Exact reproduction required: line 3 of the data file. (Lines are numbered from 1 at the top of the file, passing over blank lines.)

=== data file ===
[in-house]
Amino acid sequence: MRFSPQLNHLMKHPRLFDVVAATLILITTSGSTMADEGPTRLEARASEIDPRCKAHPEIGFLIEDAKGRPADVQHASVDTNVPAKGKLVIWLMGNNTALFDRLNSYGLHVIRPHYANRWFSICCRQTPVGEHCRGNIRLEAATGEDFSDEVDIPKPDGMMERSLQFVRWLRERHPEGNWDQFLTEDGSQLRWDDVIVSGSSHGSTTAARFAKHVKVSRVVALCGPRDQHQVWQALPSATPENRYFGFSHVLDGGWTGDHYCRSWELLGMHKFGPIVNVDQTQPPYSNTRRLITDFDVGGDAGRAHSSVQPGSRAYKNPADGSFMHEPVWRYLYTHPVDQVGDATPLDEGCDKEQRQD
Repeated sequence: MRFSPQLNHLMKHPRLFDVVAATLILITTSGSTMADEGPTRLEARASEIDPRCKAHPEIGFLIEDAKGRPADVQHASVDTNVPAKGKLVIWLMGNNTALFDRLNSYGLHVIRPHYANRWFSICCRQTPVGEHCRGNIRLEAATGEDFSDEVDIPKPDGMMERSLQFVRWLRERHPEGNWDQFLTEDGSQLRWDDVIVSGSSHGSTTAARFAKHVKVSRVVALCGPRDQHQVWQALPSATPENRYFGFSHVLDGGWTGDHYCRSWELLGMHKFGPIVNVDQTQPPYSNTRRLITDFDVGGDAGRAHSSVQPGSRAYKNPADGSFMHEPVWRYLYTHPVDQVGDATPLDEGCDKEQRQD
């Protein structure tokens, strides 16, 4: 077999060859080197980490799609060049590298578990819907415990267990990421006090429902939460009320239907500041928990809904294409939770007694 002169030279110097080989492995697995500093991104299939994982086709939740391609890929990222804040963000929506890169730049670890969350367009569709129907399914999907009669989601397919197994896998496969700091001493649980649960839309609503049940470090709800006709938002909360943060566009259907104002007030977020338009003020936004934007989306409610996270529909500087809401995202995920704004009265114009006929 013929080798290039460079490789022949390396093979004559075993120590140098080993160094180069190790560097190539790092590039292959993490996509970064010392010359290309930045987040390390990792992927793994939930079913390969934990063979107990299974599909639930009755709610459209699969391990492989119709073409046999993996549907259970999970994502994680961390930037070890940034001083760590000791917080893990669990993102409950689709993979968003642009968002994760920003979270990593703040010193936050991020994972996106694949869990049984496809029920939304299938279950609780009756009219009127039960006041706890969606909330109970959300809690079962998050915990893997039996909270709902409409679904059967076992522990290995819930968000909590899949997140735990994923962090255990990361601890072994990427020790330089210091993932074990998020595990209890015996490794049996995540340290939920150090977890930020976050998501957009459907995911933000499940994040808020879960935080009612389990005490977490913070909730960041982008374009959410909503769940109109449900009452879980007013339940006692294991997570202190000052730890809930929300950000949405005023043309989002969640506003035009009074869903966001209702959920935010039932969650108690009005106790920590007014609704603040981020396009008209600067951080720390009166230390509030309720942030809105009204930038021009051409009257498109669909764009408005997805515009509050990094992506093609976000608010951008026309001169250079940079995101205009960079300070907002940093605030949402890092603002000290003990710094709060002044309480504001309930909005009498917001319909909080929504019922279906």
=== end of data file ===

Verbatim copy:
Repeated sequence: MRFSPQLNHLMKHPRLFDVVAATLILITTSGSTMADEGPTRLEARASEIDPRCKAHPEIGFLIEDAKGRPADVQHASVDTNVPAKGKLVIWLMGNNTALFDRLNSYGLHVIRPHYANRWFSICCRQTPVGEHCRGNIRLEAATGEDFSDEVDIPKPDGMMERSLQFVRWLRERHPEGNWDQFLTEDGSQLRWDDVIVSGSSHGSTTAARFAKHVKVSRVVALCGPRDQHQVWQALPSATPENRYFGFSHVLDGGWTGDHYCRSWELLGMHKFGPIVNVDQTQPPYSNTRRLITDFDVGGDAGRAHSSVQPGSRAYKNPADGSFMHEPVWRYLYTHPVDQVGDATPLDEGCDKEQRQD